Cost of contracting will be lower which will definitely impact businesses. Another impact of electronic contracting is the impact on government regulations. With the advent of this new kind of contracting, governments would also have to update their regulations to adapt to electronic contracting. In order for electronic contracting to work, the necessary support and infrastructure should also be implemented. There should be firmer and specific laws to regulate these kinds of transactions. 2.What are the potential pitfalls you see with electronic contracting?

One major pitfall of electronic contracting is the potential legal impact that can ensure from such negotiation. Currently, not all states have an electronic contracting law. As such, these contracts may not be recognized by everybody. Also, the “admissibility of evidence of an electronic record or signature may be unconstitutional; contracting parties should consider adding clauses expressly providing for the admissibility of the constituent electronic records” (Reid & Priest). Another pitfall that could ensure from electronic contracting is the huge possibility of fraud and mistake which is minimized in traditional contracts. Also, ecommerce information has the potential of being used improperly. Assignment Name:Unit 4 Discussion Board

1.Is the International Court of Justice the first world court?The International Court of Justice is by no means the first world court. Evidences of international arbitration dates back to the Jay Treaty of 1794 between the United States and Great Britain which is called the Treaty of Amity, Commerce and Navigation “provided fro the creation of three mixed missions, composed of American and British Nationals in equal numbers, whose task it would be to settle a number of outstanding questions between the two countries which it had not been possible to resolve by negotiation” (Columbia Electronic Encyclopedia).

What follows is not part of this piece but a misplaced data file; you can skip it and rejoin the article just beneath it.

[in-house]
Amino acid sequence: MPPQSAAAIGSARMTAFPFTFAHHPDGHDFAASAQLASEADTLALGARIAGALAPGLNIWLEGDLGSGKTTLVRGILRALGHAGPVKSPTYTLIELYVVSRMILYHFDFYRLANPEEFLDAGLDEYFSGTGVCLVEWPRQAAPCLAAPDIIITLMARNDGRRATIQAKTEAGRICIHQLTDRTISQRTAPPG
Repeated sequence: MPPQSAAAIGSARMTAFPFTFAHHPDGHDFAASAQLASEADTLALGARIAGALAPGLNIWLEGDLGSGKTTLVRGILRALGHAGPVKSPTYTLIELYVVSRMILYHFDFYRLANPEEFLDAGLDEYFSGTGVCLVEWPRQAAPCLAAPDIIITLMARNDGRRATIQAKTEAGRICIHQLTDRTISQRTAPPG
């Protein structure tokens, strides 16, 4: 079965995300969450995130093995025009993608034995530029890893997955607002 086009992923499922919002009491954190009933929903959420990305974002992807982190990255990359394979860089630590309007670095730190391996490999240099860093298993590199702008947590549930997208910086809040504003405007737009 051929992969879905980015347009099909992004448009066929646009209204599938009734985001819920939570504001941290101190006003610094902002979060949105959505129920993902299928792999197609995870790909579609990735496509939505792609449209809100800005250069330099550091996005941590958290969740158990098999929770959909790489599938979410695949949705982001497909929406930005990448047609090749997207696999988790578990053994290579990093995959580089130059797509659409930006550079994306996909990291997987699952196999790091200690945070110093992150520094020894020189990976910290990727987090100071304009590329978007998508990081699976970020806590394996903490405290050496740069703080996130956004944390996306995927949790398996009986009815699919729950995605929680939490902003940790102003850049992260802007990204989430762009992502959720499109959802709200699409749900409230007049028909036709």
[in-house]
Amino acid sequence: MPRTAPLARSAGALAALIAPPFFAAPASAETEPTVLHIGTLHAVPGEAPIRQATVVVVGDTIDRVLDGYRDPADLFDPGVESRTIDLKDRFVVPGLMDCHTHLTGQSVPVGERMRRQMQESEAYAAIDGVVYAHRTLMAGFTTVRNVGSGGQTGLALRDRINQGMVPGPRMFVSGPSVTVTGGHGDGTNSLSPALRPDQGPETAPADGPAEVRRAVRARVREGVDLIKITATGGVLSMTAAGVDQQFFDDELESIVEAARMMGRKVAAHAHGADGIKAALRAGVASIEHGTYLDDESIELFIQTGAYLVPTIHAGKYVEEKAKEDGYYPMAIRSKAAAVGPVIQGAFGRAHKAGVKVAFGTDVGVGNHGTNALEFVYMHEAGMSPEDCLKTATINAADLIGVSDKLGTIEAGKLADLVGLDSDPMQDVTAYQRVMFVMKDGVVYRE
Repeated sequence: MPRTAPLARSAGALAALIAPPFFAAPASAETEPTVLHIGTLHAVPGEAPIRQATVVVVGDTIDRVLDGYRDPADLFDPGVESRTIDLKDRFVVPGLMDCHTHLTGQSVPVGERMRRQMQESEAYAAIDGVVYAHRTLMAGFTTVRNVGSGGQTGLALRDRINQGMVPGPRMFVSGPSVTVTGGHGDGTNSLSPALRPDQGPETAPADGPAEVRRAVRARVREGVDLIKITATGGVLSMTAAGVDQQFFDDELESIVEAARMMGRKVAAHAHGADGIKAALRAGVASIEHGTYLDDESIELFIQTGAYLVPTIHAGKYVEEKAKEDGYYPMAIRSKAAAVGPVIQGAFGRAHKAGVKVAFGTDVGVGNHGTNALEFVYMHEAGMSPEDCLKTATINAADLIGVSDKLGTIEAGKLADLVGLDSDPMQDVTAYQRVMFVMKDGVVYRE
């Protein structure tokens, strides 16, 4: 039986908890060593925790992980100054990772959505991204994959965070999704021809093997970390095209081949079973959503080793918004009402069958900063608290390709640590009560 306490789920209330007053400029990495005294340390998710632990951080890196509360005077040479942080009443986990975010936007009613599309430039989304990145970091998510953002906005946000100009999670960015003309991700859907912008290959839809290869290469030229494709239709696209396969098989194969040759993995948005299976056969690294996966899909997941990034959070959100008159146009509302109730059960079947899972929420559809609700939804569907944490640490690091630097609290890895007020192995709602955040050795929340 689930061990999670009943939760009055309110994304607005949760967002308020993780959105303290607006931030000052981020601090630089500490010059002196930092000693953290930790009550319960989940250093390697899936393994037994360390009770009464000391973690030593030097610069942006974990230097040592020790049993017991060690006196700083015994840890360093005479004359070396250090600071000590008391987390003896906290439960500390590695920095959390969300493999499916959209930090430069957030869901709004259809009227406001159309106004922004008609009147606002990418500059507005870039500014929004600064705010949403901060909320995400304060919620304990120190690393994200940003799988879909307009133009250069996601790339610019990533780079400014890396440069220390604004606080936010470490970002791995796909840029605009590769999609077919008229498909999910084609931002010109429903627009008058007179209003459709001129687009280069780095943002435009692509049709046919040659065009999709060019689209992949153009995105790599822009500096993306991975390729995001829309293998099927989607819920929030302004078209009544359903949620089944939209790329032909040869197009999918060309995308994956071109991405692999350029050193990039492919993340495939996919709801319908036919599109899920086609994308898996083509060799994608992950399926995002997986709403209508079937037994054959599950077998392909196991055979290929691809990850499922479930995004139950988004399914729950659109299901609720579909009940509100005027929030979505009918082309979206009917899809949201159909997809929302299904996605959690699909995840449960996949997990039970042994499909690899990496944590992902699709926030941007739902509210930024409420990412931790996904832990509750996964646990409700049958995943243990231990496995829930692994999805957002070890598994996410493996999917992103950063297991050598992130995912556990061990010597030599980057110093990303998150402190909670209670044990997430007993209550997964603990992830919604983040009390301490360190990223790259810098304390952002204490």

This is followed by the Alabama Claims also between the US and the UK in 1872 and then under the Treaty of Washington. In 1989, the Permanent Court of Arbitration was founded after the Hague Peace Conference whose main objective is to discuss peace and disarmament.

This consisted of “panel of jurists designated by each country acceding to the Convention – each such country being entitled to designate up to four – from among whom the members’ f the ach arbitral tribunal might be chosen (International Court of Justice Website). This court’s arbitral proceedings were revised in 1902 after the second Hague peace conference. The Permanent Court of International Justice was established by the League of Nations which is competent to “hear and determine any dispute of an international character submitted to it by the parties to the dispute or question referred to it by the council or the assembly” (International Court of Justice Website). The International Court of Justice was formally established in 1946 which is the judicial organ of the United Nations. 2.What are the procedures of the World Court? Are they similar to any US Court?